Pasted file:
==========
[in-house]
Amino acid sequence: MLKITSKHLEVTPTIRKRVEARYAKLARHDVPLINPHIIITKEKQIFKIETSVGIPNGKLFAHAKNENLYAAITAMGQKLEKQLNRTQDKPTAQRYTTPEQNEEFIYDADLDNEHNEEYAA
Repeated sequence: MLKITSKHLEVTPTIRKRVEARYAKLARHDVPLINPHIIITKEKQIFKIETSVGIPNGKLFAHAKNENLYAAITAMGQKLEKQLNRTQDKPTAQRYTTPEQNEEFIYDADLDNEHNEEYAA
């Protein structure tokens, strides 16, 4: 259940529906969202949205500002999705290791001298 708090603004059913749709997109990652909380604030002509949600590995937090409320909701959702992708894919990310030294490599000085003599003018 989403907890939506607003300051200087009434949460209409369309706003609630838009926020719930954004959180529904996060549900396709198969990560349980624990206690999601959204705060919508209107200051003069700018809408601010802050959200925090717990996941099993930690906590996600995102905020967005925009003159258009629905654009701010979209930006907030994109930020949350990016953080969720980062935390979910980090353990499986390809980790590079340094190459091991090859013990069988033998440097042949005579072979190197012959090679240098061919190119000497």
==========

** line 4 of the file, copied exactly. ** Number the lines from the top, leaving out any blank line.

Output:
């Protein structure tokens, strides 16, 4: 259940529906969202949205500002999705290791001298 708090603004059913749709997109990652909380604030002509949600590995937090409320909701959702992708894919990310030294490599000085003599003018 989403907890939506607003300051200087009434949460209409369309706003609630838009926020719930954004959180529904996060549900396709198969990560349980624990206690999601959204705060919508209107200051003069700018809408601010802050959200925090717990996941099993930690906590996600995102905020967005925009003159258009629905654009701010979209930006907030994109930020949350990016953080969720980062935390979910980090353990499986390809980790590079340094190459091991090859013990069988033998440097042949005579072979190197012959090679240098061919190119000497």